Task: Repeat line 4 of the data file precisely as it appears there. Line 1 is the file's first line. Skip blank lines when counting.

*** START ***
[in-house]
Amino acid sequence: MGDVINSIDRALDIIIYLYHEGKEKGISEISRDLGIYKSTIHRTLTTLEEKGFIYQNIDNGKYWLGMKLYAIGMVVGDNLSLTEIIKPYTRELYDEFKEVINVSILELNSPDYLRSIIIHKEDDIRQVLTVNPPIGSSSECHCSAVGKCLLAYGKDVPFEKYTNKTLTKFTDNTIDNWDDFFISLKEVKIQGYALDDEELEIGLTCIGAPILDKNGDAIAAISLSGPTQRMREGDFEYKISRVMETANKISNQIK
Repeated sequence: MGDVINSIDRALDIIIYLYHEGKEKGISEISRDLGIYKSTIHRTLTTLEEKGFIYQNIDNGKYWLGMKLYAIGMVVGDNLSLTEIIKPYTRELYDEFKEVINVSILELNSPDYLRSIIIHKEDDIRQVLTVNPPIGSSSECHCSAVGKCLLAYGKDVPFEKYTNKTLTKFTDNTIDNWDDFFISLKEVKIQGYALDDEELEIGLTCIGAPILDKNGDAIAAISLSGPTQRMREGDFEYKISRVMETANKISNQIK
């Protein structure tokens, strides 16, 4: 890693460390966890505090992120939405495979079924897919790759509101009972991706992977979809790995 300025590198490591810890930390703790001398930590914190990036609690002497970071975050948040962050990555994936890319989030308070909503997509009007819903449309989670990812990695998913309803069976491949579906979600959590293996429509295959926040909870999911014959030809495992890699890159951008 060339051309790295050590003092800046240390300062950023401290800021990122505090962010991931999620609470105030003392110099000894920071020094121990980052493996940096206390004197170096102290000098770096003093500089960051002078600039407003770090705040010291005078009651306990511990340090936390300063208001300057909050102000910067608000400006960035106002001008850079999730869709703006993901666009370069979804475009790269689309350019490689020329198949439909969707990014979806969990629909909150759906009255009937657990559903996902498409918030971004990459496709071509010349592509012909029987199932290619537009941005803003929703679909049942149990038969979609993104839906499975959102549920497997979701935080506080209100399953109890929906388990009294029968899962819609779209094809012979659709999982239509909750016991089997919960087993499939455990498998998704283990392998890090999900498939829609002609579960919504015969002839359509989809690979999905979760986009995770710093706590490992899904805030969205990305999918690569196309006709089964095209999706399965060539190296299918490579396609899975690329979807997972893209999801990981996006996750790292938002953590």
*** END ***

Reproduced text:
């Protein structure tokens, strides 16, 4: 890693460390966890505090992120939405495979079924897919790759509101009972991706992977979809790995 300025590198490591810890930390703790001398930590914190990036609690002497970071975050948040962050990555994936890319989030308070909503997509009007819903449309989670990812990695998913309803069976491949579906979600959590293996429509295959926040909870999911014959030809495992890699890159951008 060339051309790295050590003092800046240390300062950023401290800021990122505090962010991931999620609470105030003392110099000894920071020094121990980052493996940096206390004197170096102290000098770096003093500089960051002078600039407003770090705040010291005078009651306990511990340090936390300063208001300057909050102000910067608000400006960035106002001008850079999730869709703006993901666009370069979804475009790269689309350019490689020329198949439909969707990014979806969990629909909150759906009255009937657990559903996902498409918030971004990459496709071509010349592509012909029987199932290619537009941005803003929703679909049942149990038969979609993104839906499975959102549920497997979701935080506080209100399953109890929906388990009294029968899962819609779209094809012979659709999982239509909750016991089997919960087993499939455990498998998704283990392998890090999900498939829609002609579960919504015969002839359509989809690979999905979760986009995770710093706590490992899904805030969205990305999918690569196309006709089964095209999706399965060539190296299918490579396609899975690329979807997972893209999801990981996006996750790292938002953590």